Monday, March 12, 2018

Why Death Penalty for Drug Dealers is Moronic

If you make the penalty for dealing drugs, death, it incentivizes drug dealers to kill people, including cops.

One of the more asinine things to come out of Donald Trump's mouth was this blustery blowhard idea of imposing the death penalty for drug dealers.   It sounds like something that Rodrigo Duterte would say.   In this case, it is just Trump trying to sound macho and tough, because we all know he is a real pussy-boy who likes to be pissed on by Russian hookers.   Duterte, on the other hand, means it - and often carries out the sentence in person.

Does killing drug dealers make sense?  As I noted in an earlier posting, criminals often make complex economic calculations when committing crimes.   And when it comes to killing people, often this is seen as an economic proposition.  If you are facing the death penalty if you get caught - or long jail terms - it makes "sense" to murder the "snitch" who is going to testify against you, or the cop who has pulled you over with a load of drugs in your trunk.   If you get away with the murder, you end up not being prosecuted for the underlying crime.

And if you've watched enough Martin Scorsese movies, you know this is true.   Jimmy "the snitch" Ratzenburger, who was going to testify against the crime boss, is found shot dead in an alley with a rat stuffed in his mouth - a message to others who might think about snitching in the future.  Economically, it makes sense in two ways - committing this murder may prevent you from being prosecuted for other murders.  And by sending a "message" to other members of the crime family - and the general public - you also yield an intimidation factor, which consolidates your power even further.  Good 'ol Jimmy - he served his purpose!

It seems like a natural reaction by politicians, though.   Crime gets out of hand, so you increase penalties for crimes until they become ridiculous.  Surely long prison sentences will deter drug dealing, right?   Well, it put a lot of people in jail for the better part of their lives, but it hasn't really deterred drug dealers.   And today, the biggest drug dealers in the county are "Big Pharma" and their prescription opioids.  Is Trump going to execute the very executives who contributed to his campaign, or the "Dr. Feelgoods" in every town who run their "sports medicine" and "back pain" franchises?  Of course not, those are legitimate businesses and donchuforgetit!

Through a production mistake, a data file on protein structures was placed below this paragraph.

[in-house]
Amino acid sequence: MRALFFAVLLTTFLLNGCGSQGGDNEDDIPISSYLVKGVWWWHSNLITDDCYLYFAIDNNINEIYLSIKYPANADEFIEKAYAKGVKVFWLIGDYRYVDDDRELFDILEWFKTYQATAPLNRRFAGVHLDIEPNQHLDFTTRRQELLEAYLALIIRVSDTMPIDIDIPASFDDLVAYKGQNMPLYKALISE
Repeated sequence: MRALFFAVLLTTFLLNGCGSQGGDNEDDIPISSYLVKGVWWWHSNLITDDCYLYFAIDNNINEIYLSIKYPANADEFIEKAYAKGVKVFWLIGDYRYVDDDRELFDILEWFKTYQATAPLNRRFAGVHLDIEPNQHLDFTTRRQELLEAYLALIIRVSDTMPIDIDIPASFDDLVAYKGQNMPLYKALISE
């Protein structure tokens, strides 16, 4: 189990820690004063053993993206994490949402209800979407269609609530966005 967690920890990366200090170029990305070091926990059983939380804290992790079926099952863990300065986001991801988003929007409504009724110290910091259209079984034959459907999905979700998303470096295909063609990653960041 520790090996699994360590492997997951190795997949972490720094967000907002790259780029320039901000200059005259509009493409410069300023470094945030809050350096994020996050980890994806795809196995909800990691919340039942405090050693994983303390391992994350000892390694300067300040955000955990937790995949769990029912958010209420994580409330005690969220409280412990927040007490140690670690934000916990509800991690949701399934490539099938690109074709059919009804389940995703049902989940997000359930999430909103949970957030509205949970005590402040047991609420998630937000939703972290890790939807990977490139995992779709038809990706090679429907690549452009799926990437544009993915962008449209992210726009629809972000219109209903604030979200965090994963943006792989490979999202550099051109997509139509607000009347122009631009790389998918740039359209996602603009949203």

But I digress.

The idea of extreme punishments for crime is an old one, dating back to the dawn of our civilization.  Christianity was founded on one such execution.  Romans bought into  the idea that gruesome methods of execution for petty crimes would somehow deter crime.  Nothing tamps down rebellion like a good crucifixion!   Or maybe 6,000 of them.  Or maybe a beheading or amputation as in Islam.  Or maybe a drawing and quartering in Merrie Olde England.  It didn't work back then, it doesn't work today.   Crime still took place.  The difference is, today, criminals have guns and can fight back.

And that is why Trump's idea is so lame - it will put policemen's lives at risk.   You pull over a car on I-95 on a dark night.   It could be some sleepy Canadian just speeding his way back to Ottawa.   Or it could be a "drug mule" with a load of cocaine, heading from Miami to New York.   If the latter, you are in a world of trouble.   Because if the penalty for being a "drug dealer" is the same penalty as shooting a cop, the mule has no incentive to not shoot you.   He might get away with it, and avoid all punishment.   Whereas if he lets you search his trunk, he ends up on a gurney getting a lethal injection.

It is a basic four-box decision matrix.  And the optimal outcome is to shoot the cop:

Get Caught
Get Away
Shoot Cop
Not Possible - Death

Your best bet, from game theory, is to shoot the cop and hope to get away.  Otherwise, death is certain.  And the same is true with witnesses against you.  If you shoot them and get away with it, you avoid the death penalty.   All other outcomes result in death.